said 49 of its 74 stores are still closed along the Gulf Coast because of Hurricane Katrina, and the drugstore operator will incur expenses in the fourth quarter for the shutdowns. The amount of expenses from the loss of inventory and property hasn't been determined, and the company isn't sure when its stores will reopen. Walgreen finished up 65 cents, or 1.4%, at $45.78 after opening lower.

In another Katrina-related warning,

Carnival

(CCL) - Get Report

said lost business and the cost of chartering ships to aid in the relief effort will shave 5 cents off its per-share earnings, mostly in the fourth quarter.

Entergy

(ETR) - Get Report

, whose utility holdings encompass New Orleans, on Tuesday withdrew its financial guidance for this year and next, citing remediation costs in the Southeast. The company has "sufficient liquidity" to pay its bills.

On the economic front, the Institute for Supply Management said its nonmanufacturing index rose to 65.0 for August. Economists expected the index to have dipped to 60.0 last month from 60.5 in July.

"The ISM number is pre-Katrina, and the information may not have much of an effect on the market," said Peter Cardillo, chief market analyst with S.W. Bach & Co. "Still, the aftermath of Katrina is the main focus."

Stronger sectors Tuesday included homebuilding, retailers, biotech and airlines. Oil refiners and drillers were among the laggards.

Away from the storm, an independent board committee of

Chiron

( CHIR) says

Novartis'

(NVS) - Get Report

$40-a-share takeover offer is too low. Novartis offered roughly $4.5 billion for publicly held shares of Chiron last week. Chiron gained 72 cents, or 1.7%, to $43.51.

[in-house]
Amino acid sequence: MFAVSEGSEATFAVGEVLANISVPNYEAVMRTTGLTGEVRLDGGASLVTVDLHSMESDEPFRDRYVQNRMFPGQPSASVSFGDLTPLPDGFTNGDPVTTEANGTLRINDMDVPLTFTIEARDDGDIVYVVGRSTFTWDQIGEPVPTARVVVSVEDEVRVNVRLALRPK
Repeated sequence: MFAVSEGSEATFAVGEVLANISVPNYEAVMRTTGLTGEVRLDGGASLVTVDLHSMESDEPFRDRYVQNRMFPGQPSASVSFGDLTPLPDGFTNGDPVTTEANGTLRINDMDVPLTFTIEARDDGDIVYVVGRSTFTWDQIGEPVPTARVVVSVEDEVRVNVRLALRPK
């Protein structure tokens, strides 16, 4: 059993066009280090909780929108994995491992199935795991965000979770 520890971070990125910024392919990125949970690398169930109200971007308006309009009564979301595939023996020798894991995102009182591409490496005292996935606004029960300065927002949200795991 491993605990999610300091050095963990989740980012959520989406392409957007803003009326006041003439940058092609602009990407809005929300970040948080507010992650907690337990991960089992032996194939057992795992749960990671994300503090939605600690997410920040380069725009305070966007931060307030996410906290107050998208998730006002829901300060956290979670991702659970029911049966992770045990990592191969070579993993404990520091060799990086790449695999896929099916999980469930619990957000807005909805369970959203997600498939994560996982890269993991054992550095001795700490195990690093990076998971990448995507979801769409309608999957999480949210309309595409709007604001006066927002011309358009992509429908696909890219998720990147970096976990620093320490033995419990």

XM Satellite Radio

( XMSR) plans a new talk and lifestyle channel aimed at women featuring daily radio broadcasts of

The Ellen DeGeneres Show

and

The Tyra Banks Show

. The channel is slated for an October launch. XM rose 66 cents, or 1.9%, to $35.14.

American Eagle Outfitters

( AEOS) said its board has authorized an additional 2.1 million shares for its repurchase program. The company already had 1.4 million shares available for repurchase. American Eagle was up 61 cents, or 2.4%, to close at $26.06.

Among the companies reporting quarterly results,

JoS. A Bank Clothiers

(JOSB)

said second-quarter earnings rose to $5.3 million, or 37 cents a share, beating the Thomson First Call consensus of 33 cents a share. The retailer also provided fiscal-year earnings guidance in a range between $2.15 and $2.19 a share, which would top the consensus estimate. The stock climbed $2.34, or 5.6%, to $43.86.

Lehman Brothers upgraded shares of

Cisco

(CSCO) - Get Report

to overweight from equal weight, citing demand that looks solid in the seasonally weak first quarter. The brokerage maintained a $21 price target for the stock. Cisco added 48 cents, or 2.7%, to $18.20.

Banc of America upgraded

Coca-Cola

(KO) - Get Report

to buy from neutral, raising the stock price target to $48 from $45. The firm cited better-than-expected volume growth for the year and expects higher profit growth in 2006. Coca-Cola was up 62 cents, or 1.4%, to finish at $44.52.

Overseas markets were mixed, with London's FTSE 100 adding 0.4% to 5359 and Germany's Xetra DAX rising 1.2% to 4968. In Asia, Japan's Nikkei lost 0.3% overnight to 12,599, while Hong Kong's Hang Seng fell 0.4% to 15,161.

To view Gregg Greenberg's video take on today's market, click here

.